Lawyers file court challenge over ICBC’s new limits on auto insurance payouts

By Justine Hunter | The Globe and Mail

A group representing B.C.’s trial lawyers is asking the courts to overturn new limits on automobile insurance payouts that they say discriminate against people with disabilities.

Effective Monday, the provincial government imposed new rules to curb skyrocketing payments for minor-injury claims by capping settlements for pain and suffering at $5,500 and limiting when accident victims can sue.

The province is the last in Canada to abandon a system in which victims could sue for any type of injury − known as a full tort system.

But the Trial Lawyers Association of British Columbia filed a constitutional challenge on Monday. They say the challenge is to protect the Charter rights of British Columbians because the right to sue is a basic human right.

Rather than waiting for an individual complainant to challenge the law, the case is filed on behalf of “Jane Doe,” an individual whose identity is not yet known who suffers a “minor injury” as a result of an accident and has to follow the new rules.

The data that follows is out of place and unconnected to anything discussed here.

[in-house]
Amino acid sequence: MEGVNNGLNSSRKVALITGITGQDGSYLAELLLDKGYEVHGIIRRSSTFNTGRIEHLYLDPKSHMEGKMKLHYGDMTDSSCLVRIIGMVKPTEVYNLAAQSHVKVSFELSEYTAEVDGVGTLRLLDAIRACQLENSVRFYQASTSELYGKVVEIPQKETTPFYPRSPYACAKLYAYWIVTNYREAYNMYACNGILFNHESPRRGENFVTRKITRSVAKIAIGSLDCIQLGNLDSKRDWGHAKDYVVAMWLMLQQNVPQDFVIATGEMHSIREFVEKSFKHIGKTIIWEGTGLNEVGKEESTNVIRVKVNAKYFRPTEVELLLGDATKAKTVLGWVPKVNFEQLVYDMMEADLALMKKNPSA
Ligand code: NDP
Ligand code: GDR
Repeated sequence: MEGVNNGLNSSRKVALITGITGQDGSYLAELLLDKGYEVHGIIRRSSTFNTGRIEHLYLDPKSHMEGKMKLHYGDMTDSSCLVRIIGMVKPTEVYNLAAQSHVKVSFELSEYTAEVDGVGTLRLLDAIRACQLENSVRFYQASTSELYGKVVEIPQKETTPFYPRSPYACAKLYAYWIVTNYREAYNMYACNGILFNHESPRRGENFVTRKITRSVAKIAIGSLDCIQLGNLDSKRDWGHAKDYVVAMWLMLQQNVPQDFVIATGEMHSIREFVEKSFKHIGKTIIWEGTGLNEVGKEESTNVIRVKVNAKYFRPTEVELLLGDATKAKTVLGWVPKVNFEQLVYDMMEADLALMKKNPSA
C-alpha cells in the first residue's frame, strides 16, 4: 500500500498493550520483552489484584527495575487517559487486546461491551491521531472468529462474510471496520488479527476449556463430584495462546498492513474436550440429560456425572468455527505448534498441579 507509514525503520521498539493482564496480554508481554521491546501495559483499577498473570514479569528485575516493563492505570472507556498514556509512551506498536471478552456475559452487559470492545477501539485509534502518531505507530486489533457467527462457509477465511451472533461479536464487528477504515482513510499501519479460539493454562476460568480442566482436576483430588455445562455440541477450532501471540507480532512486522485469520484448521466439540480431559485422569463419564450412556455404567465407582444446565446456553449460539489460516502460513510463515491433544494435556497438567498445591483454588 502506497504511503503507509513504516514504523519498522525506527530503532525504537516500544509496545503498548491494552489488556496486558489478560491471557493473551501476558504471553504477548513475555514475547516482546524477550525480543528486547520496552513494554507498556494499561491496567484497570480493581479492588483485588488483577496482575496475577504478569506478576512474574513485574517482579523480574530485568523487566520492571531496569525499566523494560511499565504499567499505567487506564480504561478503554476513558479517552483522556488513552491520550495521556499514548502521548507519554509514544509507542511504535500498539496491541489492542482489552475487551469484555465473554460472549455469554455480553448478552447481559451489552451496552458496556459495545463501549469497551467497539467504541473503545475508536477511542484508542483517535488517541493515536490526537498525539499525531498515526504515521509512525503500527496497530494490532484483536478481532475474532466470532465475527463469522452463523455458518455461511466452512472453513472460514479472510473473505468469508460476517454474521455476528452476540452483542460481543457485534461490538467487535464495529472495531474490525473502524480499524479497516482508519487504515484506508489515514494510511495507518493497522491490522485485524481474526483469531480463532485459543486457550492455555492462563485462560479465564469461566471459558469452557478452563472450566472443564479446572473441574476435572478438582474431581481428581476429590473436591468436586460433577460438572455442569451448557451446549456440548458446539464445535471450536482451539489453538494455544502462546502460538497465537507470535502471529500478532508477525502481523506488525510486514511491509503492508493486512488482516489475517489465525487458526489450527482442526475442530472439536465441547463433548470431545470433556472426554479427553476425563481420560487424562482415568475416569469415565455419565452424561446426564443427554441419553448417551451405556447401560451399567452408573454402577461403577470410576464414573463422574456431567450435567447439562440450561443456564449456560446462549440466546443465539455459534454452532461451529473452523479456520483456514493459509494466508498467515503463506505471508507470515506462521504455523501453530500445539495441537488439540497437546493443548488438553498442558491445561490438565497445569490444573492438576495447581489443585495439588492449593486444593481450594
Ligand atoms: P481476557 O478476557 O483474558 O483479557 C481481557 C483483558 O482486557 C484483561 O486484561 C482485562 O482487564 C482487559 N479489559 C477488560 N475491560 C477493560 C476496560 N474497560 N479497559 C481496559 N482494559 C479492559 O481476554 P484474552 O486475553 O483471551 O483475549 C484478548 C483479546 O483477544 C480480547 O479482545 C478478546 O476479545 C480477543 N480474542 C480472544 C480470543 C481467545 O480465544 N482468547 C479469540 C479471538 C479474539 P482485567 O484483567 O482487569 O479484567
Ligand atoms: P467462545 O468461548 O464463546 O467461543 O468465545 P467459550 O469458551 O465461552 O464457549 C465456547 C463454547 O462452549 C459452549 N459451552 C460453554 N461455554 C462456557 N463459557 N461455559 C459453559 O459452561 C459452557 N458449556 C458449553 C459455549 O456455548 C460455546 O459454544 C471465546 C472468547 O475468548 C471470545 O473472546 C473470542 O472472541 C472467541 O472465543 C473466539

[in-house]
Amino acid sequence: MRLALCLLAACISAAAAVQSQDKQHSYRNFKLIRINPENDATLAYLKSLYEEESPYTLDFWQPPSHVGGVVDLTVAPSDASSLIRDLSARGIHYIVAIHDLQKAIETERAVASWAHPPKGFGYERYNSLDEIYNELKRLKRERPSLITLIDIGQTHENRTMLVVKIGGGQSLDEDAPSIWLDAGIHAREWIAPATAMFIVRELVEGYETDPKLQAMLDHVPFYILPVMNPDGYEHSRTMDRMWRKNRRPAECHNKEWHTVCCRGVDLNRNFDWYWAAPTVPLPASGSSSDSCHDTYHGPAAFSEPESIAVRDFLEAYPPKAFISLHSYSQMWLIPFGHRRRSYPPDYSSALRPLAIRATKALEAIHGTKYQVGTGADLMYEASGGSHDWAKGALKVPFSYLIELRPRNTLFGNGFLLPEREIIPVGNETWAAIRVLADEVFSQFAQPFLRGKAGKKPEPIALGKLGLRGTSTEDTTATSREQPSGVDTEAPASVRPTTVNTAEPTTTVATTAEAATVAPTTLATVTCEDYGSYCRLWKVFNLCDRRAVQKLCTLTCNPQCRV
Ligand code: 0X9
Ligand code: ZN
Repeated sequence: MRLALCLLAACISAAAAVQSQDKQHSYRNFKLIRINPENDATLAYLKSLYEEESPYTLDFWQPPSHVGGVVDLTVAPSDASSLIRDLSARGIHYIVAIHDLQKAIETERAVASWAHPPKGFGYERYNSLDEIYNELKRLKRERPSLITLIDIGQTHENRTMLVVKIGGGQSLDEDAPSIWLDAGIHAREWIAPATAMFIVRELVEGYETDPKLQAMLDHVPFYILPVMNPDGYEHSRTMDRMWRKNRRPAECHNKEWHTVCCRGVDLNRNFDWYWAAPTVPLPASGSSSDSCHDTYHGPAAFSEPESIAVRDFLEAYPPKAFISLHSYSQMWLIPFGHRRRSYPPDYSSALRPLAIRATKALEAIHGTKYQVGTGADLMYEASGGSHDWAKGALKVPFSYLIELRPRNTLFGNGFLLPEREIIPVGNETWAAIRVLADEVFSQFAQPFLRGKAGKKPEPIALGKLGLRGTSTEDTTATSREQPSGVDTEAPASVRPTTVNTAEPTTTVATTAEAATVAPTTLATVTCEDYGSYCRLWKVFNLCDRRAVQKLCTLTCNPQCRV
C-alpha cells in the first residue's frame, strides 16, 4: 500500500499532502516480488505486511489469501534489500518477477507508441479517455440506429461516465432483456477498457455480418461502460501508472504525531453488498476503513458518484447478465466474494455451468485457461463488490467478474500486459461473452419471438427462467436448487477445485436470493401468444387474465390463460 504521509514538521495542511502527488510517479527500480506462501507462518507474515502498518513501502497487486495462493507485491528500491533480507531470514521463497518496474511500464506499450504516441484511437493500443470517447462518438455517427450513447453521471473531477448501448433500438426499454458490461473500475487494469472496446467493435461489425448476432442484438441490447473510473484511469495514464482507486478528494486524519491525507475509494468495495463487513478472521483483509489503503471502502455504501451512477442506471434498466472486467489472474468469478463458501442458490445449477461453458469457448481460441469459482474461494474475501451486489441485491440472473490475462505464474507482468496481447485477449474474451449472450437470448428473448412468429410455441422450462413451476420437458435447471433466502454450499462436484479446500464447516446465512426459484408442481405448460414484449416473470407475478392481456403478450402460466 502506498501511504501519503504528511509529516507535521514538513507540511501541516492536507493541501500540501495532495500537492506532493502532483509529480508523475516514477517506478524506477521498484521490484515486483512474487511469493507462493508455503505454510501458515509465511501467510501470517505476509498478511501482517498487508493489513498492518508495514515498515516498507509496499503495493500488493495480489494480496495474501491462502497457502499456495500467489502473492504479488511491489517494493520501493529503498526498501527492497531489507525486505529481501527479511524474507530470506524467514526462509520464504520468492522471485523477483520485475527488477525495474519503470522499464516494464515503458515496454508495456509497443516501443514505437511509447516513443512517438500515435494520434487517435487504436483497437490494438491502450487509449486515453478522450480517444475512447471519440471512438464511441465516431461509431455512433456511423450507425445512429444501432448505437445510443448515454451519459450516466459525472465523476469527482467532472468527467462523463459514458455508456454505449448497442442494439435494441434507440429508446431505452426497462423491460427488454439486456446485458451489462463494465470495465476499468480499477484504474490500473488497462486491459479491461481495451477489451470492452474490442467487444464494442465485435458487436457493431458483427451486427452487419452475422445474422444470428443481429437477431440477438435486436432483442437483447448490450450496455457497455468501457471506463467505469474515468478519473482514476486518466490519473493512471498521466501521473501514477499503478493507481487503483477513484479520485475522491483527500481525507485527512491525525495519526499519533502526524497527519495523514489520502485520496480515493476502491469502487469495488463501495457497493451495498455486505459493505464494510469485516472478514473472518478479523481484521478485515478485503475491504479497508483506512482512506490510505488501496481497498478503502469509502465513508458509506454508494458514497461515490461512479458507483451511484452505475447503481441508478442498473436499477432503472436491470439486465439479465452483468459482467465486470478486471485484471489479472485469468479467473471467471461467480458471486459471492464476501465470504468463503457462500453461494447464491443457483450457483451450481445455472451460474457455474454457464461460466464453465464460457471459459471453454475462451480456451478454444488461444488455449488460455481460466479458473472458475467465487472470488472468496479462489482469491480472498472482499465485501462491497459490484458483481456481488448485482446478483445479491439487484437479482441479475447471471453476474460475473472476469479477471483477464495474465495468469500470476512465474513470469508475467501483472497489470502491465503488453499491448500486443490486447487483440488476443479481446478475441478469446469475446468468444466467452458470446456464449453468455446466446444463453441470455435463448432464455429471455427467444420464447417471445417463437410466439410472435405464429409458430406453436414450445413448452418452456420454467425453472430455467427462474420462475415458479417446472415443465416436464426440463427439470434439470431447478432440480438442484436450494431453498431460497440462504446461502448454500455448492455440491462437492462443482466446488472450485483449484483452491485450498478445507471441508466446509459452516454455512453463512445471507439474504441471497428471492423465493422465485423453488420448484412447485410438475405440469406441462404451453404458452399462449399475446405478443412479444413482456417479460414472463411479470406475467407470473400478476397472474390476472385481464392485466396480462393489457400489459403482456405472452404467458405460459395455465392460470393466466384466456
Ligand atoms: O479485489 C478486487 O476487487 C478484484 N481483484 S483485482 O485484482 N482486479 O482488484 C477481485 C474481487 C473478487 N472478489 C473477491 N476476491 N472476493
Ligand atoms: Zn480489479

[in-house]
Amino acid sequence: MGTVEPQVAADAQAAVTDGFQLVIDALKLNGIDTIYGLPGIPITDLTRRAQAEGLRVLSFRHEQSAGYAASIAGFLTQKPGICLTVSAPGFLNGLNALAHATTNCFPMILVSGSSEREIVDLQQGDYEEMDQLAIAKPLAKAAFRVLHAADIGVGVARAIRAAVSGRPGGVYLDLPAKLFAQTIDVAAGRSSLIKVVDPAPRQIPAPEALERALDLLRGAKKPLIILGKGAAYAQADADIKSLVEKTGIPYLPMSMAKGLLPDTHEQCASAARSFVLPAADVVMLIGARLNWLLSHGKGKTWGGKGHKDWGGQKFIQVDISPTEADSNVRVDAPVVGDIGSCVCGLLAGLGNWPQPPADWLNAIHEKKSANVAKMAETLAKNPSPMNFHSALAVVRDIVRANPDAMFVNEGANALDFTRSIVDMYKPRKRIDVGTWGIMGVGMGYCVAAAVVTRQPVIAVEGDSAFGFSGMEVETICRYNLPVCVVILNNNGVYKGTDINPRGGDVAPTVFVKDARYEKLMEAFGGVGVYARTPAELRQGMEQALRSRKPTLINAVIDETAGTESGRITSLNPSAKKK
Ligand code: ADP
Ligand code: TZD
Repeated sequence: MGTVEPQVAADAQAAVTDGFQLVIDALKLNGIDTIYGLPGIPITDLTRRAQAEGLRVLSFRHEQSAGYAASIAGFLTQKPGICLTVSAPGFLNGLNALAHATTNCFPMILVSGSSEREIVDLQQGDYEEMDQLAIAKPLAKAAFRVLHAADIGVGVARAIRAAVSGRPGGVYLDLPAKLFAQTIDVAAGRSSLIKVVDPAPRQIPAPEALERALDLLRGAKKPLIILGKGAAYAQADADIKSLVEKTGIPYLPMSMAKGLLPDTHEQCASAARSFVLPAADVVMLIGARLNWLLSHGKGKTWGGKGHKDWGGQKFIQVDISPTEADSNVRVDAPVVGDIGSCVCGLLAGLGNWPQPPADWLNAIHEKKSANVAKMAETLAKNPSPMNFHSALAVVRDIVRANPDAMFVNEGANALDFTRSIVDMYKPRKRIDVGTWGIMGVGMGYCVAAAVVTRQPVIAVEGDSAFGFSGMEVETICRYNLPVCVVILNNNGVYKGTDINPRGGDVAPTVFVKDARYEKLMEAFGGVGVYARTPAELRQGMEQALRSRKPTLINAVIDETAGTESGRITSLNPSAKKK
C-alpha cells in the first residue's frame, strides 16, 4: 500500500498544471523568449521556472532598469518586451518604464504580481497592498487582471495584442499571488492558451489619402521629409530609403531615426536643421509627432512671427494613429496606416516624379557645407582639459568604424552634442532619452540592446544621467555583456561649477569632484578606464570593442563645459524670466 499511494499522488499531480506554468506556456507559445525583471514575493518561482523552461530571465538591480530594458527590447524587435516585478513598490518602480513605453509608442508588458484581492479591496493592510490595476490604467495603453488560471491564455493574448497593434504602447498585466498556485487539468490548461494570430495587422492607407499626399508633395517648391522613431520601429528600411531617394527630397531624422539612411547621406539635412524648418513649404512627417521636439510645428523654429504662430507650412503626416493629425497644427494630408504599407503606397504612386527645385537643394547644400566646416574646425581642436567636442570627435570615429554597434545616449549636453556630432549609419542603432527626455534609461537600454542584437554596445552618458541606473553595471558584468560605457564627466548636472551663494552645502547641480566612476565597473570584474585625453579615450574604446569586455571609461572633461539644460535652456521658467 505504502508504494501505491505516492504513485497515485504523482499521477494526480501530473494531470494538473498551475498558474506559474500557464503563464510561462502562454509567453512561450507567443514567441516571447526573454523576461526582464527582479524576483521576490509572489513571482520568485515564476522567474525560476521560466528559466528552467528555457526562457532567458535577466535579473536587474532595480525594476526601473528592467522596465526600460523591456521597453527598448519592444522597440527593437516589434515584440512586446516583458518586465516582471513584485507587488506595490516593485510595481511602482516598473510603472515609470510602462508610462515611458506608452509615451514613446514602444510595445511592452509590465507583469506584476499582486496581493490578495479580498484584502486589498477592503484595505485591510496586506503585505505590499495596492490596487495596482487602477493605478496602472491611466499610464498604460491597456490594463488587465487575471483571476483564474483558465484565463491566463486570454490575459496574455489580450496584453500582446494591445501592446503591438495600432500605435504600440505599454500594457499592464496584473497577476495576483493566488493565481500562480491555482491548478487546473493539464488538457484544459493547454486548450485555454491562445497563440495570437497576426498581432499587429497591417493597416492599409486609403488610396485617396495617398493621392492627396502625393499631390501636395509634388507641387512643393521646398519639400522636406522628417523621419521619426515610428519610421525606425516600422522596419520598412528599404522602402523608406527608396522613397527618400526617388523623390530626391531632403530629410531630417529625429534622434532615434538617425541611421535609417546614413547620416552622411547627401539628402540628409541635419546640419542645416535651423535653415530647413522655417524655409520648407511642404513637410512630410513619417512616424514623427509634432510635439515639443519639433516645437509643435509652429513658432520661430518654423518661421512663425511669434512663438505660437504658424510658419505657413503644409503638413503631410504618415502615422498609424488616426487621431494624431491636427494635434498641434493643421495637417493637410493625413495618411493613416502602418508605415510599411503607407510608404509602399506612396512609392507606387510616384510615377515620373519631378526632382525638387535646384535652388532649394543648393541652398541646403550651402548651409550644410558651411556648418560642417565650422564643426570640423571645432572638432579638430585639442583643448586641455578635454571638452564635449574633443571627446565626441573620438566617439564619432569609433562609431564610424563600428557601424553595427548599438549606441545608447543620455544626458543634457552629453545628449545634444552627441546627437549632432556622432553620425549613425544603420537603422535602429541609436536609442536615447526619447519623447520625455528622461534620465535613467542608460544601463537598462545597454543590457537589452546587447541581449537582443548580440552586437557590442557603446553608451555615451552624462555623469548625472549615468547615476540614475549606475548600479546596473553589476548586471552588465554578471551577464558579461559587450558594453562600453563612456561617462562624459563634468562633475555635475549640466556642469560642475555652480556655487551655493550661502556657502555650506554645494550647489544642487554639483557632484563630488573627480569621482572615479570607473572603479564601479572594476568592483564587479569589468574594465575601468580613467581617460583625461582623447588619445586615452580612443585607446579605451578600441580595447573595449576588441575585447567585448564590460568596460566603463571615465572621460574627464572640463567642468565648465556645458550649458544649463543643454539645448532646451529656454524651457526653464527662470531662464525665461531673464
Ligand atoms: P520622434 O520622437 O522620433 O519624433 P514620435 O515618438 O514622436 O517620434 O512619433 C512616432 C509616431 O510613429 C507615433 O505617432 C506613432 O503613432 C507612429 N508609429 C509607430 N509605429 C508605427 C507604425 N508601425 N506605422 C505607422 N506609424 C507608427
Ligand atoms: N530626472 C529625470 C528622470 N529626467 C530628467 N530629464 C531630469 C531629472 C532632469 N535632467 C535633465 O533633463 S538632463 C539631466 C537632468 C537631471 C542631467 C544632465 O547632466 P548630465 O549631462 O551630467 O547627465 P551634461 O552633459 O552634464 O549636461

Attorney-General David Eby said he is confident the amendments will stand up in court. “We believe the amendments we have made are not just constitutional, but good public policy,” he said in an interview.

Basic auto insurance in the province is only available through the Crown-owned Insurance Corp. of B.C., which is on track to post its second $1-billion deficit in a row. Without the caps, he said, insurance rates would have had to climb significantly this year.

Mr. Eby said the changes are expected to restore ICBC’s fiscal health, even after the province has boosted support for those needing medical services after an accident.